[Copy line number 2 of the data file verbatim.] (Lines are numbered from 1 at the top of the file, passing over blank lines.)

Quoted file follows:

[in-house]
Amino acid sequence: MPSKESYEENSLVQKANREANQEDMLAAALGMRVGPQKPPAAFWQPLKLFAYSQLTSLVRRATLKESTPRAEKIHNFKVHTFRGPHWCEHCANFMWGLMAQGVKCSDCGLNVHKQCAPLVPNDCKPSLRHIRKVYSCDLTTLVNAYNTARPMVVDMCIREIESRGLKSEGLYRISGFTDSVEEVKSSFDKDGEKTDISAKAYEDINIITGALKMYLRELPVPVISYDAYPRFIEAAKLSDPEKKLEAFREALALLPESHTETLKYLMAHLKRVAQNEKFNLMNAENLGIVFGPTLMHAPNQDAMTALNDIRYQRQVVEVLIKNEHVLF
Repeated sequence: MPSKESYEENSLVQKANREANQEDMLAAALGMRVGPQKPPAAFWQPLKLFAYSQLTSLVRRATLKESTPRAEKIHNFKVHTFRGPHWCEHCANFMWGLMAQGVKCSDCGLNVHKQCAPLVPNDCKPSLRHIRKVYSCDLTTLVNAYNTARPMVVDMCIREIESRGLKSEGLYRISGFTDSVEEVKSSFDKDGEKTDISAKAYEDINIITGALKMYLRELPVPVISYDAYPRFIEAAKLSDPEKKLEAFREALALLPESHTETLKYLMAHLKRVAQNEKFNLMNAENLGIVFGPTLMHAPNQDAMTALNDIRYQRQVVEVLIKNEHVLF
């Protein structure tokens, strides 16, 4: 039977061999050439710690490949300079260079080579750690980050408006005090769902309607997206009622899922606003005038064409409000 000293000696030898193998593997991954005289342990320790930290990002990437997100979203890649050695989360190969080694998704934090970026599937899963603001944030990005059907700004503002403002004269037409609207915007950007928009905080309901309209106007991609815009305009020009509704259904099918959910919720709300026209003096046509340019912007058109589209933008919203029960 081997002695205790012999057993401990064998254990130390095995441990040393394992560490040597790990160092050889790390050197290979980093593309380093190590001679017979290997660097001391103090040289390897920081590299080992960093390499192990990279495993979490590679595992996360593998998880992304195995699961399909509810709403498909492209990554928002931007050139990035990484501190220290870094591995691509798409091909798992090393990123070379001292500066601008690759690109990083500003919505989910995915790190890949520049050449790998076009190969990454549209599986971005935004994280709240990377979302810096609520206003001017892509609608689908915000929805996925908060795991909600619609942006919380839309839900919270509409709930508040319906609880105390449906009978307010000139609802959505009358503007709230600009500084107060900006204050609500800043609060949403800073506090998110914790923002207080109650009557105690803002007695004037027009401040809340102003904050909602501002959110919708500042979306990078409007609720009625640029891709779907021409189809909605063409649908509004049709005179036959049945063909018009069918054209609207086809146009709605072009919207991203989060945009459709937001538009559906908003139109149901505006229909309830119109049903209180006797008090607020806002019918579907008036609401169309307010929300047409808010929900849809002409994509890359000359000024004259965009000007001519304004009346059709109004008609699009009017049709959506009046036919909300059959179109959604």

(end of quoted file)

Amino acid sequence: MPSKESYEENSLVQKANREANQEDMLAAALGMRVGPQKPPAAFWQPLKLFAYSQLTSLVRRATLKESTPRAEKIHNFKVHTFRGPHWCEHCANFMWGLMAQGVKCSDCGLNVHKQCAPLVPNDCKPSLRHIRKVYSCDLTTLVNAYNTARPMVVDMCIREIESRGLKSEGLYRISGFTDSVEEVKSSFDKDGEKTDISAKAYEDINIITGALKMYLRELPVPVISYDAYPRFIEAAKLSDPEKKLEAFREALALLPESHTETLKYLMAHLKRVAQNEKFNLMNAENLGIVFGPTLMHAPNQDAMTALNDIRYQRQVVEVLIKNEHVLF